Breathe easier

Is it really a coincidence that the shape of human lungs mimics the shape of tree roots and branches? This similarity is yet another reminder of our dependence on the lungs of the earth -- trees, of course.
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Does urban living plague our respiratory health?

Studies show that yes, there are several ways that pollution created in cities can be harmful to air quality, and thus, our breathing. One significant air pollutant found in cities is particulate matter, which comes in many shapes and sizes. Particulate matter can be made up of hundreds of different chemicals directly emitted from sources such as construction sites, unpaved roads, or factory smokestacks. Another form of air pollution is nitrogen dioxide, which can be found in high concentrations near power plants, factories, and busy roadways. (Read more here.)

City trees mitigate air pollutants that cause asthma and other respiratory conditions.

According to researchers from the U.S Forest Service’s Northern Research Station, “while trees’ pollution removal equated to an average air quality improvement of less than one percent, the impacts of that improvement are substantial.”

One study from Portland State University analyzed pollutants found around busy, trafficked roads. After setting up pollution sensors in a variety of neighborhoods with heavy traffic, they found compelling statistics on the significant impact trees have on air quality and respiratory health: 

  • Tree cover decreased local levels of nitrogen dioxide by 15%. 
  • Children ages 4-12 avoided missing 7,380 school days due to asthma attacks.
  • Residents in all age ranges avoided 54 asthma-related emergency room visits. 
  • People older than 65 experienced 46 fewer hospital stays due to respiratory illness caused by nitrogen dioxide pollution. 
  • Altogether, all health benefits from reduced nitrogen dioxide through the existing tree canopy was about $7 million (2013) in annual savings. 

More trees means fewer asthma attacks, which creates safer and healthier neighborhoods, and also lowers healthcare costs.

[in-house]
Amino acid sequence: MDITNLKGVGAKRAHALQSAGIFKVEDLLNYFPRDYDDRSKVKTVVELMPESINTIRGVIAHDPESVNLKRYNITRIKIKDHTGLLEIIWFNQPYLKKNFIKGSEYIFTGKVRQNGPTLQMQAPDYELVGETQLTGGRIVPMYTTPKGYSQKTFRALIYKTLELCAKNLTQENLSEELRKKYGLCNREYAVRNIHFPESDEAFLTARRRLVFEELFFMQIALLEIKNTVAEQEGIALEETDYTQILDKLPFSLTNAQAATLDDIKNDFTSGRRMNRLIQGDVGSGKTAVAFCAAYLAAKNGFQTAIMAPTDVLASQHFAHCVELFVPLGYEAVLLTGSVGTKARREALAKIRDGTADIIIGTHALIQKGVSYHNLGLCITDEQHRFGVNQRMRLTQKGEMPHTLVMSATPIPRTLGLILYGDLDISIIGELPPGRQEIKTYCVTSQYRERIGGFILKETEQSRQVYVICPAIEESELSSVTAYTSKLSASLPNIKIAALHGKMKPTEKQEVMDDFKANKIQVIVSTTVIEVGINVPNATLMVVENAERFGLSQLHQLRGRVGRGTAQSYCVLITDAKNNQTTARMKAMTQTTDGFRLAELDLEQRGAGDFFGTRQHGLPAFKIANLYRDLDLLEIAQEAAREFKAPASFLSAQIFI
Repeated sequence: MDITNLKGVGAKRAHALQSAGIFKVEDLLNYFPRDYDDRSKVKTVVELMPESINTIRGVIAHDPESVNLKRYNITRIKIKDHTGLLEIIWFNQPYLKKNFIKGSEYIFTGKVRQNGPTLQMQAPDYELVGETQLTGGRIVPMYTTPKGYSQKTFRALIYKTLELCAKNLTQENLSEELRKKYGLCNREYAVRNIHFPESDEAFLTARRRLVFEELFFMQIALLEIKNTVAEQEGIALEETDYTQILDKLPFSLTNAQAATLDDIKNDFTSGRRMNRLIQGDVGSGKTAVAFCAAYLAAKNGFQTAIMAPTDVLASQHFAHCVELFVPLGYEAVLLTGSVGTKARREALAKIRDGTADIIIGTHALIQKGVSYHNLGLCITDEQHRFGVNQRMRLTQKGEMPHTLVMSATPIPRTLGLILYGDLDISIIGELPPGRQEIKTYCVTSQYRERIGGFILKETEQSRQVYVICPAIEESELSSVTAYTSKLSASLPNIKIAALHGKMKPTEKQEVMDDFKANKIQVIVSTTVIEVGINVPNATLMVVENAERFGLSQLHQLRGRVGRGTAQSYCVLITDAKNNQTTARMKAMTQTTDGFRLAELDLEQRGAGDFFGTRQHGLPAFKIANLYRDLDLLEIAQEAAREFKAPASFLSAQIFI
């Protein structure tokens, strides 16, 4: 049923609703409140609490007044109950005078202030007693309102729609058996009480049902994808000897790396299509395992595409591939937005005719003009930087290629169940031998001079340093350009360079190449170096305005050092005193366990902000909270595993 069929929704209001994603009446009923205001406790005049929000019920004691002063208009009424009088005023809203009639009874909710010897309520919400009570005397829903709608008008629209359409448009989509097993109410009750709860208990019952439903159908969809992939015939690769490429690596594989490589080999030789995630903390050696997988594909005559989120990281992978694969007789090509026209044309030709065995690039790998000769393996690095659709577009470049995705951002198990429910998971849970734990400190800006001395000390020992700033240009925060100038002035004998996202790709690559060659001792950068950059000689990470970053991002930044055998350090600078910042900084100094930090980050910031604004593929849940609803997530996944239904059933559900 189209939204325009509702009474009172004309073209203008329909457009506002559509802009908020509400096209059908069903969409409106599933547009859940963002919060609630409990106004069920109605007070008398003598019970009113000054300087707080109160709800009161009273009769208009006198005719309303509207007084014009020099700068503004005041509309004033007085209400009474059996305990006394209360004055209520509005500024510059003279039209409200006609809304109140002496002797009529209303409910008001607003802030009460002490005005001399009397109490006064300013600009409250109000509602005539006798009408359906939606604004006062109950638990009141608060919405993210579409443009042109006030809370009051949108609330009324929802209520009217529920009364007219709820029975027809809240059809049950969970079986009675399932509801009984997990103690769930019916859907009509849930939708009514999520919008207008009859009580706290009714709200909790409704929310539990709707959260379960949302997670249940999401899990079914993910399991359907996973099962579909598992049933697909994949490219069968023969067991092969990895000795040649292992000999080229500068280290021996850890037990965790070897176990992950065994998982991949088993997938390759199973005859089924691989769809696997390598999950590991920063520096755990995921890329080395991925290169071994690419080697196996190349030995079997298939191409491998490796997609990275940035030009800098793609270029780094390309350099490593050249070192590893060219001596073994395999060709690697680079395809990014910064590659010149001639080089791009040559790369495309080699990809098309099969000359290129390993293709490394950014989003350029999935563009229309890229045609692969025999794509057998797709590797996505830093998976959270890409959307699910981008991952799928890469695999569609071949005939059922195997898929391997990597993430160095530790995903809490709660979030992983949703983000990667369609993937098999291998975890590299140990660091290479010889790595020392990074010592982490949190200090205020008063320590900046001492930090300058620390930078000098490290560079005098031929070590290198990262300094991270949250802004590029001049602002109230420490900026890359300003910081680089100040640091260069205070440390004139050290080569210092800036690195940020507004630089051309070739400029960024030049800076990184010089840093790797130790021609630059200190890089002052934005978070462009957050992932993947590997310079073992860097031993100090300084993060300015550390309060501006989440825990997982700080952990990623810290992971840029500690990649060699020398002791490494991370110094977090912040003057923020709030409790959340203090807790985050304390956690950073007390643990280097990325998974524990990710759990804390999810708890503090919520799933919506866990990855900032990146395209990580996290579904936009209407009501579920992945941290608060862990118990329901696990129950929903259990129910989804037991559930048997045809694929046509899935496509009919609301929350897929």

A study by the University of Exeter medical school found that in polluted metropolitan areas, a resident is far less likely to be admitted to the hospital for asthma cases when there are more neighborhood trees. This collaborative research project looked at over 650,000 serious asthma attacks over 15 years across thousands of urban neighborhoods in England. They found that in the most highly polluted areas, the presence of 300 extra trees per square kilometer was associated with 50 fewer emergency asthma cases than areas without said trees. The study showed that greenspace in general was helpful in reducing asthma in low-polluted areas. However, they emphasized that highly polluted areas are where trees have the greatest impact in decreasing asthma emergency rates. 

This study has huge implications for planning and health policy, especially in Nashville where the Metropolitan Planning Organization (MPO) expects the population to grow by another million by 2035. 

What does it all mean?

The most up-to-date information on urban forestry shows unbeatable evidence: trees can prevent and aid symptoms of asthma and respiratory illnesses caused by air pollution. The Root Nashville campaign uses this data to focus plantings in areas with the highest rates of hospitalization due to respiratory illness. 

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